4. Weltzien, F. A., Andersson, E., Andersen, O., Shalchian-Tabrizi, K., Norberg, B. The brain-pituitary-gonad axis in male teleosts, with special emphasis on flatfish (Pleuronectiformes). Comparative Biochemistry and Physiology - Part A: Molecular & Integrative Physiology. 137, (3), 447-477 (2004).
  5. Ooi, G. T., Tawadros, N., Escalona, R. M. Pituitary cell lines and their endocrine applications. Molecular and Cellular Endocrinology. 228, (1-2), 1-21 (2004).
  6. Knigge, K. M., Scott, D. E. Structure and function of the median eminence. American Journal of Anatomy. 129, (2), 223-243 (1970).
  7. Ball, J. N. Hypothalamic control of the pars distalis in fishes, amphibians, and reptiles. General Comparative Endocrinology. 44, (2), 135-170 (1981).
  8. Knowles, F., Vollrath, L. Synaptic contacts between neurosecretory fibres and pituicytes in the pituitary of the eel. Nature. 206, (4989), 1168 (1965).
  9. Knowles, F., Vollrath, L. Neurosecretory innervation of the pituitary of the eels Anguilla and Conger I. The structure and ultrastructure of the neuro-intermediate lobe under normal and experimental conditions. Philosophical Transactions of the Royal Society B: Biological Sciences. 250, (768), 311-327 (1966).
  10. Golan, M., Zelinger, E., Zohar, Y., Levavi-Sivan, B. Architecture of GnRH-Gonadotrope-Vasculature Reveals a Dual Mode of Gonadotropin Regulation in Fish. Endocrinology. 156, (11), 4163-4173 (2015).
  11. Isogai, S., Horiguchi, M., Weinstein, B. M. The vascular anatomy of the developing zebrafish: an atlas of embryonic and early larval development. Developmental Biology. 230, (2), 278-301 (2001).
  12. Cha, Y. R., Weinstein, B. M. Visualization and experimental analysis of blood vessel formation using transgenic zebrafish. Birth Defects Research Part C: Embryo Today. 81, (4), 286-296 (2007).
  13. Kamei, M., Isogai, S., Pan, W., Weinstein, B. M. Imaging blood vessels in the zebrafish. Methods Cell Biology. 100, 27-54 (2010).
  14. Wu, E. S., Jacobson, K., Papahadjopoulos, D. Lateral Diffusion in Phospholipid Multibilayers Measured by Fluorescence Recovery after Photobleaching. Biochemistry. 16, (17), 3936-3941 (1977).
  15. Schlessinger, J., Axelrod, D., Koppel, D. E., Webb, W. W., Elson, E. L. Lateral Transport of a Lipid Probe and Labeled Proteins on a Cell-Membrane. Science. 195, (4275), 307-309 (1977).
  16. Johnson, M., Edidin, M. Lateral Diffusion in Plasma-Membrane of Mouse Egg Is Restricted after Fertilization. Nature. 272, (5652), 448-450 (1978).
  17. Axelrod, D. Carbocyanine Dye Orientation in Red-Cell Membrane Studied by Microscopic Fluorescence Polarization. Biophysical Journal. 26, (3), 557-573 (1979).
  18. Honig, M. G., Hume, R. I. Fluorescent Carbocyanine Dyes Allow Living Neurons of Identified Origin to Be Studied in Long-Term Cultures. Journal of Cell Biology. 103, (1), 171-187 (1986).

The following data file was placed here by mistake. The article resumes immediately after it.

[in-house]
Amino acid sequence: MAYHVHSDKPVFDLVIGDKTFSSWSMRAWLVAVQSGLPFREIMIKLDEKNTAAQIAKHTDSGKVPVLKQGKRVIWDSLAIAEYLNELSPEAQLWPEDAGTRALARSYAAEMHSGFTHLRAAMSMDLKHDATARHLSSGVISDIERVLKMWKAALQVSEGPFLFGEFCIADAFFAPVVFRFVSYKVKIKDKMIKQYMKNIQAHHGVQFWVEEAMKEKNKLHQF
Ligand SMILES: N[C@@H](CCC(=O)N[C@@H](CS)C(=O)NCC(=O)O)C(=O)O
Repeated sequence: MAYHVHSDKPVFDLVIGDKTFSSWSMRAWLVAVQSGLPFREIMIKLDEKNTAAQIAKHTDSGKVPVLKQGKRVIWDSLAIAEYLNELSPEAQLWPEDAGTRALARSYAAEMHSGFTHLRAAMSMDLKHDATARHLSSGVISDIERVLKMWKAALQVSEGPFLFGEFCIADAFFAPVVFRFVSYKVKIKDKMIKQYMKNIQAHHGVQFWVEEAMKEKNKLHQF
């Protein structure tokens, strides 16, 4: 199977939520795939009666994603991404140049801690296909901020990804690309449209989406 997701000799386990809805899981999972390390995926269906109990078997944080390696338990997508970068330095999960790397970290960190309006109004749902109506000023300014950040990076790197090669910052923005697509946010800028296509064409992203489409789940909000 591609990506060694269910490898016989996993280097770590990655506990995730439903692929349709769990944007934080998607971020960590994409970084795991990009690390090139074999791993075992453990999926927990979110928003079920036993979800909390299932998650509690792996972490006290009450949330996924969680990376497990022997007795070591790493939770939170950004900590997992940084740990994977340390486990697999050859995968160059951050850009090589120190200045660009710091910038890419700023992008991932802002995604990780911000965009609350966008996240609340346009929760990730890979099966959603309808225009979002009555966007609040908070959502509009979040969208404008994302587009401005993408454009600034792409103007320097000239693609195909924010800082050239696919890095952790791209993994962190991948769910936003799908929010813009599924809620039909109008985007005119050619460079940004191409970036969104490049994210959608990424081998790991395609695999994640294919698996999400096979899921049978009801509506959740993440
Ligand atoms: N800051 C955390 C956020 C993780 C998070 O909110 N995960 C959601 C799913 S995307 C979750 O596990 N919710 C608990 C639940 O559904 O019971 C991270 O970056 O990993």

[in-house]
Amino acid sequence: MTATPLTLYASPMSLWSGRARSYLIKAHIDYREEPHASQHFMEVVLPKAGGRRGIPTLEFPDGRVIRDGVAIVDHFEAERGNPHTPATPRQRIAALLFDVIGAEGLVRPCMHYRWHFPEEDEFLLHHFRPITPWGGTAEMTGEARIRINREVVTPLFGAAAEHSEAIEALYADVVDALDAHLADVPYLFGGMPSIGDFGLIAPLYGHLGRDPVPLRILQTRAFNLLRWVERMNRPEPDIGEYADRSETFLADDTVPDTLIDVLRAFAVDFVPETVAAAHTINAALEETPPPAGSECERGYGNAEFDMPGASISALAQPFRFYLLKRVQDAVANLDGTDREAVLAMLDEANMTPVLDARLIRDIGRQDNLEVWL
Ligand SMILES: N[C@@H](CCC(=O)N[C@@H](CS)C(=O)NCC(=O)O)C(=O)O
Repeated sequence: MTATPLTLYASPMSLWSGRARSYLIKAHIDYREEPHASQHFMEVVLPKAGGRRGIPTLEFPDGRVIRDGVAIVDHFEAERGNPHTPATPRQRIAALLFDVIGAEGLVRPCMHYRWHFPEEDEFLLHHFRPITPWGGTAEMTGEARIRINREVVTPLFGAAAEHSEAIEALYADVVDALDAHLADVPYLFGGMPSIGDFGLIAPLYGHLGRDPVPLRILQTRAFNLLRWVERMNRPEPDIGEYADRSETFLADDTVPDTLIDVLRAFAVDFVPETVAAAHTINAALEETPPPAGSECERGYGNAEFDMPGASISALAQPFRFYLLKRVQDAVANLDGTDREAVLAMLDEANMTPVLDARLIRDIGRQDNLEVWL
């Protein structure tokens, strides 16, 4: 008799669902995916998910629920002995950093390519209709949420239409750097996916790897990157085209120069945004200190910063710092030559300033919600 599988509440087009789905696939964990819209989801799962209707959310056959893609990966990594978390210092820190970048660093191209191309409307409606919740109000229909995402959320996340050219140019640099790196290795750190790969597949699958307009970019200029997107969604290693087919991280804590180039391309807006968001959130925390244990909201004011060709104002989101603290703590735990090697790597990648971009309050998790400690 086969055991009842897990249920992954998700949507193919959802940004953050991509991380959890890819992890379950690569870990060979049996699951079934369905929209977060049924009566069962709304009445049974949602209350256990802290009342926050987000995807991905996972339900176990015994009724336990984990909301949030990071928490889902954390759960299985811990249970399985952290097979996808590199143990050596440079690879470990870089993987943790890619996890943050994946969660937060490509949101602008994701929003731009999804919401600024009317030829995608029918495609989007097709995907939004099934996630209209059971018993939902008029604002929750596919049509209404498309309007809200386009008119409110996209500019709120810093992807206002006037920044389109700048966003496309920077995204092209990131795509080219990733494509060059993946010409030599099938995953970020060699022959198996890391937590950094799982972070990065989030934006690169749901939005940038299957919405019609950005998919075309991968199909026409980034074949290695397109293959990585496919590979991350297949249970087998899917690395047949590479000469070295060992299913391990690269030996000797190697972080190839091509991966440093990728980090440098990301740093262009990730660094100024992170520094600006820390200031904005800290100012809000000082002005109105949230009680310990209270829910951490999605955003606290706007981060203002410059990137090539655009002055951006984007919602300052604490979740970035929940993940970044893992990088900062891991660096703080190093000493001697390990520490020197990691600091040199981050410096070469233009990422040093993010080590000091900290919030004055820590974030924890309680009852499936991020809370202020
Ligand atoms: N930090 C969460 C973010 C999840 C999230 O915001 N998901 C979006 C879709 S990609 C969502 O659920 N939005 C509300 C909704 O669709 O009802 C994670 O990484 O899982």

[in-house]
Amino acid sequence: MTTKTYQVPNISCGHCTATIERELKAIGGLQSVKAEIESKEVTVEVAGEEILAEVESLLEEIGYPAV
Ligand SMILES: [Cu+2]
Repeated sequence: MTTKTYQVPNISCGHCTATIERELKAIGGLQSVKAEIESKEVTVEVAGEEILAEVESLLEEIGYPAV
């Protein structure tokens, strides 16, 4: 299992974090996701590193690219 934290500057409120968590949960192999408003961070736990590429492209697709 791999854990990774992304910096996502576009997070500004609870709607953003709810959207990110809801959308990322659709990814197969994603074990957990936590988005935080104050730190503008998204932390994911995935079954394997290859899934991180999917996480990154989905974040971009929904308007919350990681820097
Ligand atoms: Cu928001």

19. Godement, P., Vanselow, J., Thanos, S., Bonhoeffer, F. A study in developing visual systems with a new method of staining neurones and their processes in fixed tissue. Development. 101, (4), 697-713 (1987).
  20. Fox, C. H., Johnson, F. B., Whiting, J., Roller, P. P. Formaldehyde Fixation. Journal of Histochemistry & Cytochemistry. 33, (8), 845-853 (1985).
  21. Puchtler, H., Meloan, S. N. On the Chemistry of Formaldehyde Fixation and Its Effects on Immunohistochemical Reactions. Histochemistry. 82, (3), 201-204 (1985).
  22. Hoetelmans, R. W. M., et al. Effects of acetone, methanol, or paraformaldehyde on cellular structure, visualized by reflection contrast microscopy and transmission and scanning electron microscopy. Applied Immunohistochemistry & Molecular Morphology. 9, (4), 346-351 (2001).
  23. Hobro, A. J., Smith, N. I. An evaluation of fixation methods: Spatial and compositional cellular changes observed by Raman imaging. Vibrational Spectroscopy. 91, 31-45 (2017).
  24. Li, Y. W., et al. Direct labeling and visualization of blood vessels with lipophilic carbocyanine dye DiI. Nature Protocols. 3, (11), 1703-1708 (2008).
  25. Wittbrodt, J., Shima, A., Schartl, M. Medaka--a model organism from the far East. Nature Review Genetic. 3, (1), 53-64 (2002).
  26. Fontaine, R., Hodne, K., Weltzien, F. A. Healthy Brain-pituitary Slices for Electrophysiological Investigations of Pituitary Cells in Teleost Fish. Journal of Visual Experiments. (138), 57790 (2018).
  27. Ager-Wick, E., et al. Preparation of a High-quality Primary Cell Culture from Fish Pituitaries. Journal of Visual Experiments. (138), 58159 (2018).
  28. Hildahl, J., et al. Developmental tracing of luteinizing hormone beta-subunit gene expression using green fluorescent protein transgenic medaka (Oryzias latipes) reveals a putative novel developmental function. Developmental Dynamics. 241, (11), 1665-1677 (2012).
  29. Schmid, B., Schindelin, J., Cardona, A., Longair, M., Heisenberg, M. A high-level 3D visualization API for Java and ImageJ. BMC Bioinformatics. 11, 274 (2010).
  30. Honig, M. G., Hume, R. I. Dil and diO: versatile fluorescent dyes for neuronal labelling and pathway tracing. Trends Neurosciences. 12, (9), 333-335 (1989).
  31. Fontaine, R., et al. Dopaminergic Neurons Controlling Anterior Pituitary Functions: Anatomy and Ontogenesis in Zebrafish. Endocrinology. 156, (8), 2934-2948 (2015).



    Post a Question / Comment / Request

    You must be signed in to post a comment. Please sign in or create an account.

    Usage Statistics